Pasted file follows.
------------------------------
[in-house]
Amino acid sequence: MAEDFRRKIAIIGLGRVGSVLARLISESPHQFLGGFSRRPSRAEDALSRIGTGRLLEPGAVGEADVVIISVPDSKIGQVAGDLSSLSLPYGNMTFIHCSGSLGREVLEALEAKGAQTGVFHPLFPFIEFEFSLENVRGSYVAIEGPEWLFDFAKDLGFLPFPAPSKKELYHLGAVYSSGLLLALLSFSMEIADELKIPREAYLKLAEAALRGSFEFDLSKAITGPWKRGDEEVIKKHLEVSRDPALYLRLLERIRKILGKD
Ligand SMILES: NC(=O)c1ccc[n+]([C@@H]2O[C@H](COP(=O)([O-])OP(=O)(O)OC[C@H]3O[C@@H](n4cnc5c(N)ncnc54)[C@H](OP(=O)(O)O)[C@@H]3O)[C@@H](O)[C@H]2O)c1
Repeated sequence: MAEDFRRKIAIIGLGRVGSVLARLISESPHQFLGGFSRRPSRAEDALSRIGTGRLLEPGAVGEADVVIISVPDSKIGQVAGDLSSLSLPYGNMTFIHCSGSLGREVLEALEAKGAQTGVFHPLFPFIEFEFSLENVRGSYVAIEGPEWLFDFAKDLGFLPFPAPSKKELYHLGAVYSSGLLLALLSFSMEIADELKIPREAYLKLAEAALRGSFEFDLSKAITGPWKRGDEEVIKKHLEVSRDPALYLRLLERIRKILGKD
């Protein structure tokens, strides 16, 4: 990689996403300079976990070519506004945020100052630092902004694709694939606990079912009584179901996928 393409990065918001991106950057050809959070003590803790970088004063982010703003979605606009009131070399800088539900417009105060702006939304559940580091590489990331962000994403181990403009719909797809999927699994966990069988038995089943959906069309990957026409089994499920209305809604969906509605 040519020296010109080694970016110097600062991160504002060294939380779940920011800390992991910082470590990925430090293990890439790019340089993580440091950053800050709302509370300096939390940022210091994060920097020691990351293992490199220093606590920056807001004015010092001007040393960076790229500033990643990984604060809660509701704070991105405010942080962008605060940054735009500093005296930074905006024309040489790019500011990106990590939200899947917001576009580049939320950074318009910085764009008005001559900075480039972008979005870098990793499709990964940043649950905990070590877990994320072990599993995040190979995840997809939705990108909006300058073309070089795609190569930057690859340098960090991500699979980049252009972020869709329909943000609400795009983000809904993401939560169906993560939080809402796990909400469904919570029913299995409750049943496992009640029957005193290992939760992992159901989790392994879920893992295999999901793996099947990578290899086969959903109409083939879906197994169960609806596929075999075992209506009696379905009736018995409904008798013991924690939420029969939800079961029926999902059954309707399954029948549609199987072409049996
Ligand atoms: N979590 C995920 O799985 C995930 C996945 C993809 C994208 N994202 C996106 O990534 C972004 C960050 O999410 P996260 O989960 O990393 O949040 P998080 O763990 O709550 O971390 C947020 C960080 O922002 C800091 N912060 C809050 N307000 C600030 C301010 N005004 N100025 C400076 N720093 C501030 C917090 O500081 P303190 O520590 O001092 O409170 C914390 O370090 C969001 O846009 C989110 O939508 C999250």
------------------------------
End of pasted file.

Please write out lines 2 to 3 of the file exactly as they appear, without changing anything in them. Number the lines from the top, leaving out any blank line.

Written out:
Amino acid sequence: MAEDFRRKIAIIGLGRVGSVLARLISESPHQFLGGFSRRPSRAEDALSRIGTGRLLEPGAVGEADVVIISVPDSKIGQVAGDLSSLSLPYGNMTFIHCSGSLGREVLEALEAKGAQTGVFHPLFPFIEFEFSLENVRGSYVAIEGPEWLFDFAKDLGFLPFPAPSKKELYHLGAVYSSGLLLALLSFSMEIADELKIPREAYLKLAEAALRGSFEFDLSKAITGPWKRGDEEVIKKHLEVSRDPALYLRLLERIRKILGKD
Ligand SMILES: NC(=O)c1ccc[n+]([C@@H]2O[C@H](COP(=O)([O-])OP(=O)(O)OC[C@H]3O[C@@H](n4cnc5c(N)ncnc54)[C@H](OP(=O)(O)O)[C@@H]3O)[C@@H](O)[C@H]2O)c1